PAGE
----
A pending initiative: The U.S. Department of Labor and the V.A. are collaborating on a pilot project to assist veterans discharged from incarceration to avoid homelessness and re-incarceration.

OK Senate-passed Bill Lowers Highest Female Prison Rate

67_MAGGOTSSWEETThe Oklahoma Senate Appropriations Committee last week gave unanimous approval to a measure seeking to lower the nation’s highest female incarceration rate. Senate Bill 1278 would authorize the Office of Management and Enterprise Services (OMES) to enter into a Pay-for-Success (PFS) contract pilot program for those criminal justice programs that have had proven outcomes of reducing public sector costs associated with female incarceration.

With a female incarceration rate nearly twice the national average, Oklahoma’s rate has topped the nation every year since 1994, except in 2003. Pathways to incarceration for Oklahoma women often begin early, with physical and sexual abuse, chaotic home environments and poverty. These childhood challenges often result in decreased educational attainment and can lead to substance abuse and addiction and mental illness. Domestic violence and adult victimization are other pathways to incarceration for women. Children with incarcerated parents have a significantly higher risk of being incarcerated in the future, continuing the cycle of incarceration.

Author of the Oklahoma legislation, David, R-Porter said:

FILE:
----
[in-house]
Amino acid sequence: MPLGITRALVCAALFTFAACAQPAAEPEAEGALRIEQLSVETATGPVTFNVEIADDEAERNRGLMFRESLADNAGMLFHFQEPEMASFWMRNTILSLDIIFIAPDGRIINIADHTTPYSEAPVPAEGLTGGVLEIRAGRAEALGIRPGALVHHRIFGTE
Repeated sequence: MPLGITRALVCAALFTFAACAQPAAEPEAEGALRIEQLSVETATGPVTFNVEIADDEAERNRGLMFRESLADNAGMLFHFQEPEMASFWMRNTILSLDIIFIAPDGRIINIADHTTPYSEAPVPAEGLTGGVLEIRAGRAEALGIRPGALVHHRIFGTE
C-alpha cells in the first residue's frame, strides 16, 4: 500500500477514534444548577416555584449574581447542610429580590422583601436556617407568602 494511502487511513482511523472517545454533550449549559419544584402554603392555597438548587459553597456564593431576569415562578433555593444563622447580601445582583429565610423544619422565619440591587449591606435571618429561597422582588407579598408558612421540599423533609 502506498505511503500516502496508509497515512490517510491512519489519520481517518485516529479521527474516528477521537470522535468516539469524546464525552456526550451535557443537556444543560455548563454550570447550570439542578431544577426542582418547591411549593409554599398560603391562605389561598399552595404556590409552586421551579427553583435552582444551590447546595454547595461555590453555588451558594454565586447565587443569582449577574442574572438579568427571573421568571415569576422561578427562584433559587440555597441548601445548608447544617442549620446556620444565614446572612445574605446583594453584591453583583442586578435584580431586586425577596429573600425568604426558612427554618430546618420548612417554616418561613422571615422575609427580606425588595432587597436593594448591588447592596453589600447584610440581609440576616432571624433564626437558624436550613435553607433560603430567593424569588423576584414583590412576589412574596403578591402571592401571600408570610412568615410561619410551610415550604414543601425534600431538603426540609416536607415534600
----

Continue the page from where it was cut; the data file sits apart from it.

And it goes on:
Oklahoma’s history of imprisoning nonviolent women, rather than treating them, is expensive, ineffective and damaging to families. It’s important that we offer alternatives to incarceration to get these women rehabilitated and back to the workforce and their families. Incarceration and poverty are a vicious cycle in our state that we can stop by giving these women the counseling and education they need to get clean, find a job and be able to support themselves without returning to a life of drugs and crime.

With a PFS contract, the state negotiates with a program to deliver a specific outcome, such as reduced incarceration. Private philanthropy provides upfront funding. Once OMES verifies that the diversion or reentry program was successfully completed by a participant, the state would then re-pay a portion of the savings realized. Another benefit of using these contracts is that state payment will never exceed its savings created through the contracted programs.

Under SB 1278, only service providers which have provided programs that successfully diverted women from prison and which have the capacity (size, scale, budget) to serve at least 100 high-risk women would qualify for this initial PFS pilot.

The first PFS contract will be delivered in Tulsa County, which is the largest contributor to the female offender population in Oklahoma. Since fiscal year 2012, Tulsa County has outpaced Oklahoma County and the rest of the state in its female offender receptions.

David adds:

This is a win-win opportunity for Oklahoma. OMES can find nonprofits that have successfully helped currently and formerly incarcerated women gain the skills they need to become self-sufficient, productive members of society again.